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Moira Forsyth finds her own wonderland in The Treacle Well

Saturday 23 May 2015

The Herald, Jackie McGlone

A golden afternoon and we are drinking tea, although it's certainly not a tea party, let alone a mad one.

My companion, Moira Forsyth, is telling me a story and, of course, it is about the Mad Hatter's party - and the novelist, who knows Alice's Adventures In Wonderland by heart, is being a very unlikely Dormouse.

"'Once upon a time there were three little girls... and their names were Elsie, Lacie and Tillie, and they lived at the bottom of a well,'" Forsyth quotes.

"'What did they live on?' said Alice... 'They lived on treacle,' said the Dormouse. 'It was a treacle-well.'" Then both Forsyth and I fall about laughing at Lewis Carroll's lunatic logic and wordplay on Alice's confusion about a well that draws treacle and not water. "'But they were in the well,' said Alice. 'Of course they were,' said the Dormouse, 'well in.'"

"When I was seven, which is when I first read Alice - the perfect age - I thought that it was hilarious and I still do; it's so clever," says the youthful-looking 64-year-old, Highlands-based writer and publishing executive, whose fourth novel is titled The Treacle Well, a nod to Carroll's playful, puzzling work, published 150 years ago last month. A shelf of books is being published to mark this very important date, honouring the world's most quoted book - after the Bible and Shakespeare. So, Forsyth's timing beats the White Rabbit's.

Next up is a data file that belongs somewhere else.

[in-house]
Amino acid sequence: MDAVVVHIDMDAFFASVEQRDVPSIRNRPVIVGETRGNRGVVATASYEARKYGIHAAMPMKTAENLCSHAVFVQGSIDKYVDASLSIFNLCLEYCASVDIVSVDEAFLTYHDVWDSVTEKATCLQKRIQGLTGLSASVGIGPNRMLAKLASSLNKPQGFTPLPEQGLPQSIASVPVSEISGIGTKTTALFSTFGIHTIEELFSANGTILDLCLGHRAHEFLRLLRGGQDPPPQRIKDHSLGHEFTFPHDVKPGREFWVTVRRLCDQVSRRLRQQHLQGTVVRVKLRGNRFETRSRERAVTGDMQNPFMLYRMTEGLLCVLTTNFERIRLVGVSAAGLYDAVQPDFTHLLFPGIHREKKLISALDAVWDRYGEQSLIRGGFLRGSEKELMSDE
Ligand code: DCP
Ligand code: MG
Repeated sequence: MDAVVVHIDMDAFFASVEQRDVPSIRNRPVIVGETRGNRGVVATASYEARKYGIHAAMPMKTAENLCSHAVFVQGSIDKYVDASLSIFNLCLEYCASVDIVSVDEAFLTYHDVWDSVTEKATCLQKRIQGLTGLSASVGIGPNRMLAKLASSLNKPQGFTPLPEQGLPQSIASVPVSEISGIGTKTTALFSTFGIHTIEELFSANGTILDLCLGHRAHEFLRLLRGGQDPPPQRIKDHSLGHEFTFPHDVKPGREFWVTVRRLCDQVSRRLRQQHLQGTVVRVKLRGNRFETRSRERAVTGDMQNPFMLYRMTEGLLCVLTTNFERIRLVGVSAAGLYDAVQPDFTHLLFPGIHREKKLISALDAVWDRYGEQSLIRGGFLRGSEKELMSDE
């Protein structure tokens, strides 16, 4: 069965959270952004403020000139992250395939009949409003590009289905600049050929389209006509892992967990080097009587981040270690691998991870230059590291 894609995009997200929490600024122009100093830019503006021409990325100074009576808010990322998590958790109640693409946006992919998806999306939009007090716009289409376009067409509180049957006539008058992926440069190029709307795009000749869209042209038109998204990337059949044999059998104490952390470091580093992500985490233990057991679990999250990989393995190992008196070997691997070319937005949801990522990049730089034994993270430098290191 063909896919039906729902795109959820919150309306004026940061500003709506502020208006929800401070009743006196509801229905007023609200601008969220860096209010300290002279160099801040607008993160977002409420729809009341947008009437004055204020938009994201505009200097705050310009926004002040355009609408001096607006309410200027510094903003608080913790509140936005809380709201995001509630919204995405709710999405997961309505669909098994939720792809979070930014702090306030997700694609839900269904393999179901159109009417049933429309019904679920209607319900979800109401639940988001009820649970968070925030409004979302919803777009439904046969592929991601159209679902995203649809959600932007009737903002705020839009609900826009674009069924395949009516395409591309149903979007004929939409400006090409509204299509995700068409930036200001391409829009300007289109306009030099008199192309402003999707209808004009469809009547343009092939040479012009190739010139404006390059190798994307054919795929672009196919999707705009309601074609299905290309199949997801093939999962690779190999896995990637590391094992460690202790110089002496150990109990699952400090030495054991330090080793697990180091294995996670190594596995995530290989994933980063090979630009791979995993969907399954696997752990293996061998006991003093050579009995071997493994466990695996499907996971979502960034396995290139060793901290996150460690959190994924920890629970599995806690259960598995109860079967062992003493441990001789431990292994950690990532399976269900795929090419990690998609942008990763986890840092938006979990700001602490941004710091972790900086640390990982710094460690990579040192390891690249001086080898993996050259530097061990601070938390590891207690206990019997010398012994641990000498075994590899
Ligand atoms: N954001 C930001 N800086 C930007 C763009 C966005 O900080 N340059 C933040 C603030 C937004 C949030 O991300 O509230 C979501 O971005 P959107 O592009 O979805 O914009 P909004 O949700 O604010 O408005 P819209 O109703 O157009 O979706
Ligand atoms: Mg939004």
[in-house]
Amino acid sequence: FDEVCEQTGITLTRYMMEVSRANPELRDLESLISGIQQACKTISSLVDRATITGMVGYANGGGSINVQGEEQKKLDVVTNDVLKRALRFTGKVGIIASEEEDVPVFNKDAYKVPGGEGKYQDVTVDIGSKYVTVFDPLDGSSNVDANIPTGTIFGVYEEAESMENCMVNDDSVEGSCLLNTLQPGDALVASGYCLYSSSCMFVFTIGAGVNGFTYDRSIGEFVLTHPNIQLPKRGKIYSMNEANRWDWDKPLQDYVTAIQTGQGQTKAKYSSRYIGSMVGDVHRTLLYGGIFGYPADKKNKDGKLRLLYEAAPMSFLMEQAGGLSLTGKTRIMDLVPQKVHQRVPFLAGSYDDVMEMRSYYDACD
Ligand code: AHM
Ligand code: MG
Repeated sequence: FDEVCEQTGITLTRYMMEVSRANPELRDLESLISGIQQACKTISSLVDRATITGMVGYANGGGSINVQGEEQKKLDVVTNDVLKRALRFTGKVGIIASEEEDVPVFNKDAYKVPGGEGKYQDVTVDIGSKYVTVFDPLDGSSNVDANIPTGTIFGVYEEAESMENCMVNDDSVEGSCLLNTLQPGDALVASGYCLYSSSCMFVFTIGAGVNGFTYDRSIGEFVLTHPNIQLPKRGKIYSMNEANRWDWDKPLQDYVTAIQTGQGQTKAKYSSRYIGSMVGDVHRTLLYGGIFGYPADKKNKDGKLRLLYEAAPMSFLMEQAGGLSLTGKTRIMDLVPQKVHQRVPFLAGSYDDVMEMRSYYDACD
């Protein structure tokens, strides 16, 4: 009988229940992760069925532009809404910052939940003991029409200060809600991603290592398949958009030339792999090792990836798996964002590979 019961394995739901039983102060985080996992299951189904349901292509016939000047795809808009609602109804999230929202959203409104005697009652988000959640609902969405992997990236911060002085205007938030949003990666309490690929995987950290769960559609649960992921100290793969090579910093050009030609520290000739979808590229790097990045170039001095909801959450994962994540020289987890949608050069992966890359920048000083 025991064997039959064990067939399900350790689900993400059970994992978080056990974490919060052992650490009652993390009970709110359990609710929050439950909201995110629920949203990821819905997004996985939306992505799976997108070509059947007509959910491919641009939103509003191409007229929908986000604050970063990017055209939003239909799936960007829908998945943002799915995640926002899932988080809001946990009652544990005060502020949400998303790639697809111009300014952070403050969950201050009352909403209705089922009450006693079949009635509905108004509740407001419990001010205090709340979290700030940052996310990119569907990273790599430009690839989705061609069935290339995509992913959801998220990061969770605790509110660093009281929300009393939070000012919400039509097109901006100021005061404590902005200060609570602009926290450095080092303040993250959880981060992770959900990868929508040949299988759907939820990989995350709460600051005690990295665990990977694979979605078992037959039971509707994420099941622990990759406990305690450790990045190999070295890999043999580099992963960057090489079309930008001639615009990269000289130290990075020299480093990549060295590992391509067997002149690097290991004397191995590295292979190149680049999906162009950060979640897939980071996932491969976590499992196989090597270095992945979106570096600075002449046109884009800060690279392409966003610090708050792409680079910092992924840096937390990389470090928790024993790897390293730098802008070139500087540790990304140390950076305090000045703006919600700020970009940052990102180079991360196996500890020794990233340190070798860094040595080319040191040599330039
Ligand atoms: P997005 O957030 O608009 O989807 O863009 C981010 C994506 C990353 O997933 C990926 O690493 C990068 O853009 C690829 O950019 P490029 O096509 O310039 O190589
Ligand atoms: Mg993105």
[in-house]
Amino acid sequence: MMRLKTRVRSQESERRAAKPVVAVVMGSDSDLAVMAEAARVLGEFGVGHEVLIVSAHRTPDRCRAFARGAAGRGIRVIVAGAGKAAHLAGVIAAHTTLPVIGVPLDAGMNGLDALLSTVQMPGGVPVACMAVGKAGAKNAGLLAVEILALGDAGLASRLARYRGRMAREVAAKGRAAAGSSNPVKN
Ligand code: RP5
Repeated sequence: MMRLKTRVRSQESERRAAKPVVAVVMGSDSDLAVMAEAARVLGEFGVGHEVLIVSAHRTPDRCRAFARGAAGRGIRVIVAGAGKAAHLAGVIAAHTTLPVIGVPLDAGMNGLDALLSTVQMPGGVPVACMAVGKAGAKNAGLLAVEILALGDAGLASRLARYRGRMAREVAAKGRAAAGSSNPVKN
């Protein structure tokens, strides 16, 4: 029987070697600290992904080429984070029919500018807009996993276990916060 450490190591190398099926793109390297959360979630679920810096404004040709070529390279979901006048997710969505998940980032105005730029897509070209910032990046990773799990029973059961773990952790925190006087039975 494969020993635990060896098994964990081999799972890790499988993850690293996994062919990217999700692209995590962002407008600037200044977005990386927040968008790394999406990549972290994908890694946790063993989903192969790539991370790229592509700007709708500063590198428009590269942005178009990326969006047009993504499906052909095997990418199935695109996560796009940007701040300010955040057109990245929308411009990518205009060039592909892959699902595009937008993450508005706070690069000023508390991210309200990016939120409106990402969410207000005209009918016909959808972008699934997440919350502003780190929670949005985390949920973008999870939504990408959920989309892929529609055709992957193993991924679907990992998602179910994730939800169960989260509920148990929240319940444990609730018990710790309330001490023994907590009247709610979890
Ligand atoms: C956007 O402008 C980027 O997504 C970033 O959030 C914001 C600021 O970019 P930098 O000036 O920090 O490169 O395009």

Although The Treacle Well is not a tribute to Alice, it draws from that deep, dark unsettling well of knowledge that we live in a world where often nothing makes sense, particularly tragedy. It is - as with her previous trio of novels - an evocative family story, spanning the decades from 1958 to 2012. It tells of hidden truths and lies and the tricky business of loving but cloying familial relationships.

In a beautiful quote for the book's jacket, Candia McWilliam writes: "The Treacle Well identifies the deep stickiness of families and the powerful tug of their secrets. The reader grows more helpless and more vigilant, while also becoming involved with and fond of the characters Moira Forsyth has breathed into life."